June 20, 2024
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June 20, 2024
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Linking Northern and Central NJ, Bronx, Manhattan, Westchester and CT

Online Ordering in the COVID Era

Grocery shopping pre-COVID was an experience in itself. Browsing the aisles and thinking about what delicious “healthy” options one could make was something I used to do.

As I have written in the past months, I invested in “cookware” (pots and pans are not current jargon). I also got new knives and two amazing items—a super-strong magnet that you can place all your knives on for easy access and a pole with hooks where I have hung all my utensils and pots. Really convenient.

There are so many great websites to choose from that you can use to turn a modest kitchen into a gourmet restaurant. I will boast a bit because my wife and two daughters often ask, “What new items are you making tonight?”

I was turned on to the style of prep work called mise en place, which means weighing, cutting up, preparing and measuring all the ingredients in advance. Then, when you need to cook it’s a no-brainer.

What I also learned is fresh ingredients are key to making good food. I haven’t mastered replacements or recipes, so I follow every line to the exact requirements.

So it’s 8:00 p.m. on a Saturday night and I realize I don’t have close to the amount of tomatoes needed for the Middle Eastern dish I plan to make. So what are my options? I could run to the few stores open on Saturday night (which means actually wearing real shoes and pants, not jogging pants and slippers). Or looking online, who will deliver?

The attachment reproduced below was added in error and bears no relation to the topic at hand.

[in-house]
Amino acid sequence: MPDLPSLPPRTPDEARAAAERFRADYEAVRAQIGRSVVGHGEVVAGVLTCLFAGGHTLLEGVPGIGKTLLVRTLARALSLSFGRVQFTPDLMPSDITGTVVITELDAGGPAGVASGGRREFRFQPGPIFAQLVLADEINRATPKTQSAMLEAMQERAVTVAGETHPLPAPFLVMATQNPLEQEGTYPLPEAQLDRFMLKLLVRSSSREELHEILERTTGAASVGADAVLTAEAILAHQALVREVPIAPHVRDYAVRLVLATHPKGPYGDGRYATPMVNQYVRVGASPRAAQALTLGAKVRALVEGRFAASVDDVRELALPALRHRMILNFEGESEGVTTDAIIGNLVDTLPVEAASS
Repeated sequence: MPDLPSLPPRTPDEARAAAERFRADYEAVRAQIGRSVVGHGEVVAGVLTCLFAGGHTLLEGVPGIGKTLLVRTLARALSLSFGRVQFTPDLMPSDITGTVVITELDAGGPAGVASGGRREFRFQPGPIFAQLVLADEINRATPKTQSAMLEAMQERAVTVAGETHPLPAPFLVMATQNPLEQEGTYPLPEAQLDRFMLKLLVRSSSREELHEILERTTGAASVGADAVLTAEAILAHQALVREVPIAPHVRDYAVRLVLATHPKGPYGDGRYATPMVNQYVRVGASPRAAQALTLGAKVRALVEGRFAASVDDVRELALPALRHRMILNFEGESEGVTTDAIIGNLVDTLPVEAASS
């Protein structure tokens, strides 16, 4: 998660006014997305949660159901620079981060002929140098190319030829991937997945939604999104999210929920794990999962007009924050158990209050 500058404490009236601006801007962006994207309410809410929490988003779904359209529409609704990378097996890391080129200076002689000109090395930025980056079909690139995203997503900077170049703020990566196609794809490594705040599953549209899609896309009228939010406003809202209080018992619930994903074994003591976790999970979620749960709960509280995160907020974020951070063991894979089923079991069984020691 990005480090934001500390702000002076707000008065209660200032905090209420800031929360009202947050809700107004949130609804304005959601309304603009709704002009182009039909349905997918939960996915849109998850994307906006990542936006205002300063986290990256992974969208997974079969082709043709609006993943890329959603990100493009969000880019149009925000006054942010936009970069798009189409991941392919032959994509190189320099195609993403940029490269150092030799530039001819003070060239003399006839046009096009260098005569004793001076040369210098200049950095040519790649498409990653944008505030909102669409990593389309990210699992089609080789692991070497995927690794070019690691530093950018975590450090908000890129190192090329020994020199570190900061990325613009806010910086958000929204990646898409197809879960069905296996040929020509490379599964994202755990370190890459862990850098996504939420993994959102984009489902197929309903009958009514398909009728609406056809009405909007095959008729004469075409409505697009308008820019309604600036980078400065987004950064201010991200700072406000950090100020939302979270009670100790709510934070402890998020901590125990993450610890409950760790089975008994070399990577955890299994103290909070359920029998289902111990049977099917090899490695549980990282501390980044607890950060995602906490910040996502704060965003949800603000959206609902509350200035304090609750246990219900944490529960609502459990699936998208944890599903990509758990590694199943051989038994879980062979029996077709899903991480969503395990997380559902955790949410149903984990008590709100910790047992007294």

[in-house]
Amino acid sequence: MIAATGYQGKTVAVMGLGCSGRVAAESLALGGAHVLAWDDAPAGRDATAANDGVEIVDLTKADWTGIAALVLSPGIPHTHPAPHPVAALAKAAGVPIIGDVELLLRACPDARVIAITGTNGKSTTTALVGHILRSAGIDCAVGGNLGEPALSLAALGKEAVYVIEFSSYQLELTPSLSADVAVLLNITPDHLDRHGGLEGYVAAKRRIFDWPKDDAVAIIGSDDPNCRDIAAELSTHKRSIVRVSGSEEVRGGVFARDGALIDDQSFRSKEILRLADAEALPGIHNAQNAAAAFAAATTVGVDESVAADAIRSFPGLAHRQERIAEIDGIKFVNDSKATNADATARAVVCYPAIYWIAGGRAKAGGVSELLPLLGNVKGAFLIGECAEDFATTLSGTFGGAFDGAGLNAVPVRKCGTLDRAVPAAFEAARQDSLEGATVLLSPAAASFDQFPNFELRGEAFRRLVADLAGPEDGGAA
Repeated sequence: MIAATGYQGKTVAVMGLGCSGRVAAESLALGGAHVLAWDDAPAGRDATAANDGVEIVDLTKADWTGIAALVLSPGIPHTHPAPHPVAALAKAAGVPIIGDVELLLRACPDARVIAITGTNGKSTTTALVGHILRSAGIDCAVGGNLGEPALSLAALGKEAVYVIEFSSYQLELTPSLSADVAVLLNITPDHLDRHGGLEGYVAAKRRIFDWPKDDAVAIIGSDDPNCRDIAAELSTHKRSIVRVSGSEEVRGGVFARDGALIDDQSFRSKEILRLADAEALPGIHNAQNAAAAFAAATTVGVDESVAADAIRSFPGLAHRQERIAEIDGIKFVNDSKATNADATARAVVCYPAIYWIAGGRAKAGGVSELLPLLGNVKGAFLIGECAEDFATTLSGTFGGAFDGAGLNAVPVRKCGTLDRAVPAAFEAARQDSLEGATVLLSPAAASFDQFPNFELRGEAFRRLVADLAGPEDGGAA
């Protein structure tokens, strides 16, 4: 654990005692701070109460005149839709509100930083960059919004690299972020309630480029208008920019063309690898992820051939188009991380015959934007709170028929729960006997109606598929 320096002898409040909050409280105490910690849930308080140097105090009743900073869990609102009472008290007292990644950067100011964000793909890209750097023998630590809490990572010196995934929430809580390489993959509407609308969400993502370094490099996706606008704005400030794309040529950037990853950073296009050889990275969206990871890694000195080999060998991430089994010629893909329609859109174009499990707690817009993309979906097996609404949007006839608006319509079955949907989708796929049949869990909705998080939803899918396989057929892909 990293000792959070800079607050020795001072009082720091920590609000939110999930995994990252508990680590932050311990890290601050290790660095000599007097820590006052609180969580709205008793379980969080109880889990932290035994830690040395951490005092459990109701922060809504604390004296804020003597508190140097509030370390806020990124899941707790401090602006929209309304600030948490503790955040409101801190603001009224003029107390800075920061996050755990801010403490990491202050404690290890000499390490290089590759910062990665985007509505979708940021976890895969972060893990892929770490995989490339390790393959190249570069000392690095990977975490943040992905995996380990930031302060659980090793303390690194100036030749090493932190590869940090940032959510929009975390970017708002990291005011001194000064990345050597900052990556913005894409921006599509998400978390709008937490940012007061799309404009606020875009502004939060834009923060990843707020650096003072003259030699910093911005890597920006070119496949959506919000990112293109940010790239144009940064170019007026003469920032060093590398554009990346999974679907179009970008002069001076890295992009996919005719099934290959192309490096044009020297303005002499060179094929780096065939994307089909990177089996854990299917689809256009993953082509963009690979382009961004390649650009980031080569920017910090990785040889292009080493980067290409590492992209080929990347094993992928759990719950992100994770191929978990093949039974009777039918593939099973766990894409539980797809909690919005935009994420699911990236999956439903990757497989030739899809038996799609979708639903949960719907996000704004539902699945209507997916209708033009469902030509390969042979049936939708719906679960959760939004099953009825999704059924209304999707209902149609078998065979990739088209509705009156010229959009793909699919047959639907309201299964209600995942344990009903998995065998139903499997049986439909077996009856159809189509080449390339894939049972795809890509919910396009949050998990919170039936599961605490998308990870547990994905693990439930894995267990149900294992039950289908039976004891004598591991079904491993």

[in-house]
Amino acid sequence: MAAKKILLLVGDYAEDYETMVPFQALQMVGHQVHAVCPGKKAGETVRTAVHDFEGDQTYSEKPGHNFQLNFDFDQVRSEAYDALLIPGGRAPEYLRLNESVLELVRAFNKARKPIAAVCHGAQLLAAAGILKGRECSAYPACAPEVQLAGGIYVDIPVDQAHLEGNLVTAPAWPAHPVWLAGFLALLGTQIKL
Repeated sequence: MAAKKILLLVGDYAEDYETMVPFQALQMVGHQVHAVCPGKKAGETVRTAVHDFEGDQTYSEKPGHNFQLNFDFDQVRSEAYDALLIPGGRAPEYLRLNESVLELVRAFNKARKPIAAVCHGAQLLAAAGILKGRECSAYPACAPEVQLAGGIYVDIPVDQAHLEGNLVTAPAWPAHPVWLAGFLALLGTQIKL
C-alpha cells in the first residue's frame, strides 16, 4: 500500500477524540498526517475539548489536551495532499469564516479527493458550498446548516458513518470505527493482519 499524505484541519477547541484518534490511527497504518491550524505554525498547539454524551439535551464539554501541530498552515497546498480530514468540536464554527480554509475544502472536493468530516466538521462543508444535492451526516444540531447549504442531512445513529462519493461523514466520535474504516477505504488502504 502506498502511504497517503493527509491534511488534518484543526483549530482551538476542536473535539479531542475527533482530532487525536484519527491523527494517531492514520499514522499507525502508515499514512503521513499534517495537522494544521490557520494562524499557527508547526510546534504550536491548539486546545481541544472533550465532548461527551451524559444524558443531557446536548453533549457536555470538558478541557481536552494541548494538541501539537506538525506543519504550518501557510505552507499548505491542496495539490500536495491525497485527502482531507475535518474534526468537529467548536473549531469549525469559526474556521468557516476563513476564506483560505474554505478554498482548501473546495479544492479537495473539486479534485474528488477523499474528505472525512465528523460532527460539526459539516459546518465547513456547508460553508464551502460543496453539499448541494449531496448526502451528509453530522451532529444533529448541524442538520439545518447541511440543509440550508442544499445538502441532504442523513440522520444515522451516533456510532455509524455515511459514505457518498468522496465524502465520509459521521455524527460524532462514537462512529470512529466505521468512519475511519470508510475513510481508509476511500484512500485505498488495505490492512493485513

My compliments go out to all the kosher grocery stores such as Glatt Express, Grand & Essex and Cedar Market. They accommodated the community during these trying times with many delivery options through their website or by phone ordering, though Saturday night I don’t expect them to be open.

If you haven’t heard of ghost kitchens, this was almost a thing before COVID. These are kitchens that make food for delivery only.

So we seem to have four of them: Burger Boss, Taco 185, Buckets Chicken (these three all deliver out of the same ghost kitchen) and Jerusalem Express. All of these are based in Englewood and deliver throughout the region. Who’d ever believe right after Shabbat, you can order pizza from an app and have it delivered in under an hour? Of course there are fees to order this and it comes with the service; it’s the same or less as a tip you’d pay your server in a restaurant.

I am a big Amazon fan as my readers know. I had heard about Amazon Fresh and Whole Foods being available via Amazon Prime. I browsed the virtual aisles on Amazon Fresh and not only found super fresh veggies and fruits, but also Amazon’s own brand, Happy Belly, which has all the common popular kosher certifications. Please check to see which ones are kosher (some are not).

After I load my Amazon Fresh cart I am given a delivery window of 2 to 4 hours. I couldn’t believe this would actually happen. Sure enough, two hours later, I had the whole order on a Saturday night. (A special bonus is that it was dropped off in paper bags to save the environment!)